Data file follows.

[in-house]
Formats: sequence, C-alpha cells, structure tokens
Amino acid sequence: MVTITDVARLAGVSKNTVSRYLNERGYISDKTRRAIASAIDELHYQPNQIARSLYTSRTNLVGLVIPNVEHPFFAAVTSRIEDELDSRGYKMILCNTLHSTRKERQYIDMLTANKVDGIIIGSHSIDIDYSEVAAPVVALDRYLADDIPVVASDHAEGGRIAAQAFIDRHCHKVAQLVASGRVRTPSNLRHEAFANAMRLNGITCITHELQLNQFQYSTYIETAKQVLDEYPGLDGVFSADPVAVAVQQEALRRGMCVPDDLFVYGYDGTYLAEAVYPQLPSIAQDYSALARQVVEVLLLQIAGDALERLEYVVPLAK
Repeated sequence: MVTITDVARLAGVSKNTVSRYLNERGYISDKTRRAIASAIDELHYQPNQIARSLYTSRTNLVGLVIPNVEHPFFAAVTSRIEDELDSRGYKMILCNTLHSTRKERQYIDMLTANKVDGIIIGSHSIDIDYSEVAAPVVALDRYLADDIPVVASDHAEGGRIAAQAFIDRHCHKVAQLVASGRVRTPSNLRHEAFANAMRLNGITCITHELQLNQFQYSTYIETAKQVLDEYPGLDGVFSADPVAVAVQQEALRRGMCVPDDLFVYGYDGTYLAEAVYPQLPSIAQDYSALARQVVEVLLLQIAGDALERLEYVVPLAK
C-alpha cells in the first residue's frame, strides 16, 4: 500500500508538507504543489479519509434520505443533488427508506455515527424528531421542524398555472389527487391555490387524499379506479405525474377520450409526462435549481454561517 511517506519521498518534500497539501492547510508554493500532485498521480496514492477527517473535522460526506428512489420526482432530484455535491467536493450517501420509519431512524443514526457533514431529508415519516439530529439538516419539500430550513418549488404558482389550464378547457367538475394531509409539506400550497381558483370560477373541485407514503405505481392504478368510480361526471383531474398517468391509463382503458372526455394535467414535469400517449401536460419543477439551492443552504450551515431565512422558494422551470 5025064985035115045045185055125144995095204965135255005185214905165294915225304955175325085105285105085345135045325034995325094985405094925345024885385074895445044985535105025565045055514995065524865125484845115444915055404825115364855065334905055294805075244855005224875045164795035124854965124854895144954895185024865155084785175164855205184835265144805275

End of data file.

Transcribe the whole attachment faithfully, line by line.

[in-house]
Formats: sequence, C-alpha cells, structure tokens
Amino acid sequence: MVTITDVARLAGVSKNTVSRYLNERGYISDKTRRAIASAIDELHYQPNQIARSLYTSRTNLVGLVIPNVEHPFFAAVTSRIEDELDSRGYKMILCNTLHSTRKERQYIDMLTANKVDGIIIGSHSIDIDYSEVAAPVVALDRYLADDIPVVASDHAEGGRIAAQAFIDRHCHKVAQLVASGRVRTPSNLRHEAFANAMRLNGITCITHELQLNQFQYSTYIETAKQVLDEYPGLDGVFSADPVAVAVQQEALRRGMCVPDDLFVYGYDGTYLAEAVYPQLPSIAQDYSALARQVVEVLLLQIAGDALERLEYVVPLAK
Repeated sequence: MVTITDVARLAGVSKNTVSRYLNERGYISDKTRRAIASAIDELHYQPNQIARSLYTSRTNLVGLVIPNVEHPFFAAVTSRIEDELDSRGYKMILCNTLHSTRKERQYIDMLTANKVDGIIIGSHSIDIDYSEVAAPVVALDRYLADDIPVVASDHAEGGRIAAQAFIDRHCHKVAQLVASGRVRTPSNLRHEAFANAMRLNGITCITHELQLNQFQYSTYIETAKQVLDEYPGLDGVFSADPVAVAVQQEALRRGMCVPDDLFVYGYDGTYLAEAVYPQLPSIAQDYSALARQVVEVLLLQIAGDALERLEYVVPLAK
C-alpha cells in the first residue's frame, strides 16, 4: 500500500508538507504543489479519509434520505443533488427508506455515527424528531421542524398555472389527487391555490387524499379506479405525474377520450409526462435549481454561517 511517506519521498518534500497539501492547510508554493500532485498521480496514492477527517473535522460526506428512489420526482432530484455535491467536493450517501420509519431512524443514526457533514431529508415519516439530529439538516419539500430550513418549488404558482389550464378547457367538475394531509409539506400550497381558483370560477373541485407514503405505481392504478368510480361526471383531474398517468391509463382503458372526455394535467414535469400517449401536460419543477439551492443552504450551515431565512422558494422551470 5025064985035115045045185055125144995095204965135255005185214905165294915225304955175325085105285105085345135045325034995325094985405094925345024885385074895445044985535105025565045055514995065524865125484845115444915055404825115364855065334905055294805075244855005224875045164795035124854965124854895144954895185024865155084785175164855205184835265144805275